Micro vs MAcro Influencers
Kazzy Khazaal, October 24, 2019
Brands will spend up to $15 billion on influencer marketing by 2022 – according to an upcoming report by Business Insider Intelligence. More and more companies are realizing the potential of marketing with influencers and are ready to spend more of their budgets doing this. But navigating this landscape is tricky and marketing directors are focused on finding what strategy is best for them. A question I hear often is whether its best to market with micro-influencers (under 25K – 250k followers) or more popular ones (usually 250K plus).
There are 2 main questions brands should be asking themselves to answer this question. Doing so will help in reducing marketing waste and take budgets further.
1. Are you looking for brand awareness or conversion?
Brands need to ask themselves what they want to accomplish with their marketing budget. If they’re focused entirely on converting impressions for cheap, then micro-influencers can be highly effective. With relatively high engagement rates, companies will certainly get lots of bang for their buck.
Micro-influencers are however limited – by definition. Their smaller reach may mean cheaper prices, but they lack the scale that can well deliver mass brand awareness, the opening up of new demographics, the simplicity of dealing with less moving parts, while still converting impressions to sales. If a brand wants to accomplish more with their influencer spending, its definitely best to market with larger influencers. They can still convert effectively while promoting your brand to an audience of hundreds of thousands, if not millions.
2. How niche is your market?
Let’s be real: if you’re selling neon green baby socks, then micro-influencers are probably your best bet. The more niche your market is, the more sense it makes to narrow your marketing strategy and advertise to the relatively lower demographics who can buy. Micro-influencers deliver well here because niche audiences are usually more passionate about their niche and they connect well with influencers operating in it. For companies with narrow markets, micro-influencers present the twofold opportunity to save money and meaningfully connect with the audience most likely to buy.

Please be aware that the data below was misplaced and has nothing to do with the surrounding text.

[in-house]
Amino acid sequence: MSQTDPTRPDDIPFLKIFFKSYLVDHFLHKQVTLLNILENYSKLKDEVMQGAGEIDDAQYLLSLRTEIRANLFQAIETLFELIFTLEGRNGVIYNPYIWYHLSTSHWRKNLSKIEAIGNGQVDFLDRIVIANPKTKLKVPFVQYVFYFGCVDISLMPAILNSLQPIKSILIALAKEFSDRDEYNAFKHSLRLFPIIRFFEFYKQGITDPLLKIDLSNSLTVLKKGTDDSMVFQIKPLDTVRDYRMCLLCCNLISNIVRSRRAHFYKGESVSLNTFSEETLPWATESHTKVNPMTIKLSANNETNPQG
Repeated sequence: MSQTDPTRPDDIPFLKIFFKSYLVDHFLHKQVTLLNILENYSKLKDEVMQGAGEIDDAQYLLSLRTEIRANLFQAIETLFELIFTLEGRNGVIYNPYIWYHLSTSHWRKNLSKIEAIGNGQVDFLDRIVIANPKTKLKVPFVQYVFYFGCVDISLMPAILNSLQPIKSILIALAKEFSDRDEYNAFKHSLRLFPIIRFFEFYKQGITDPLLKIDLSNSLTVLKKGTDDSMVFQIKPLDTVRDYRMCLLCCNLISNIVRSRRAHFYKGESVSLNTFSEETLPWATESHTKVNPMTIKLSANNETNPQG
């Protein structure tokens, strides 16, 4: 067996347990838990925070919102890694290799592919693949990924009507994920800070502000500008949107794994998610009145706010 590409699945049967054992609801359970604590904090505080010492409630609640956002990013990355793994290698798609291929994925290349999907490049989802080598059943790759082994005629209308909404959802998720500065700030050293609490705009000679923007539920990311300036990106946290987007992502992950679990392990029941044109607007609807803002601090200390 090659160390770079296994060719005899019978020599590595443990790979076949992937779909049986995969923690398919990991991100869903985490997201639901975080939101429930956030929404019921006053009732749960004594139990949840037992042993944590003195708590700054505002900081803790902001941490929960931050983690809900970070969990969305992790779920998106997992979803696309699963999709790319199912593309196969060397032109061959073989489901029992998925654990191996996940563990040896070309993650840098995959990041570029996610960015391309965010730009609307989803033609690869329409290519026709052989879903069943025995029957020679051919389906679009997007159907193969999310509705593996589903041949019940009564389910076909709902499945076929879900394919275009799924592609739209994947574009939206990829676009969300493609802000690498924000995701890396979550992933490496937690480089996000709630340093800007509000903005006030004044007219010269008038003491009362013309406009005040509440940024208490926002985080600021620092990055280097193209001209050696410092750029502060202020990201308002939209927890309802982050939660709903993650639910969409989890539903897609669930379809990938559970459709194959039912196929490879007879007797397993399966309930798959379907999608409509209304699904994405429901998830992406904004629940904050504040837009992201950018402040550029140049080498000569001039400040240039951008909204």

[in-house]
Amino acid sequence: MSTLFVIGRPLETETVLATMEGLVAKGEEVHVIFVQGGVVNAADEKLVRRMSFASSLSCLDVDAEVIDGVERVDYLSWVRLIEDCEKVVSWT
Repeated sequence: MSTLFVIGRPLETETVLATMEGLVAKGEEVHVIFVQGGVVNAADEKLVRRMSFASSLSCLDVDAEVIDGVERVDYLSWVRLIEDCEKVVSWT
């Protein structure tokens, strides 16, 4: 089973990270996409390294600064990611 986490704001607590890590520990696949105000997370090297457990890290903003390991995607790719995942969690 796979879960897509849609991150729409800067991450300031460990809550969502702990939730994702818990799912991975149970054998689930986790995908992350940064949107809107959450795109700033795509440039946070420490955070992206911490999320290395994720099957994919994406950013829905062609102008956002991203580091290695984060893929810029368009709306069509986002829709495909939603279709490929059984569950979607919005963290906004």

Just because a company thinks they’re a niche product doesn’t mean that they have to be. There’s countless examples of previously niche brands that changed their marketing approach and opened up entirely new demographics to sell to like Supreme or Perrier who, respectively, opened up their markets beyond skaters and older consumers. Larger influencers can serve as an effective test to see how much mass appeal your products may actually have, while still delivering on your other metrics. If you think that your company can reach out to wide(r) audiences, open up new markets, and bring in new business, then macro influencers are your best bet.
If you’re worried about the higher prices that macro influencers charge, then I recommend shopping around or going through an agency. It’s usually worth extra effort and the rewards can be immense in terms of driving brand awareness, growth, and sales.
Influencers represent a huge opportunity for marketing departments. More effectively connecting with more targeted audiences, often at cheaper rates than traditional mediums, means marketing budgets can go further. But its key to keep your own goals in mind, while considering the potential of new strategies, to ensure you can make the most out of these recent changes in marketing.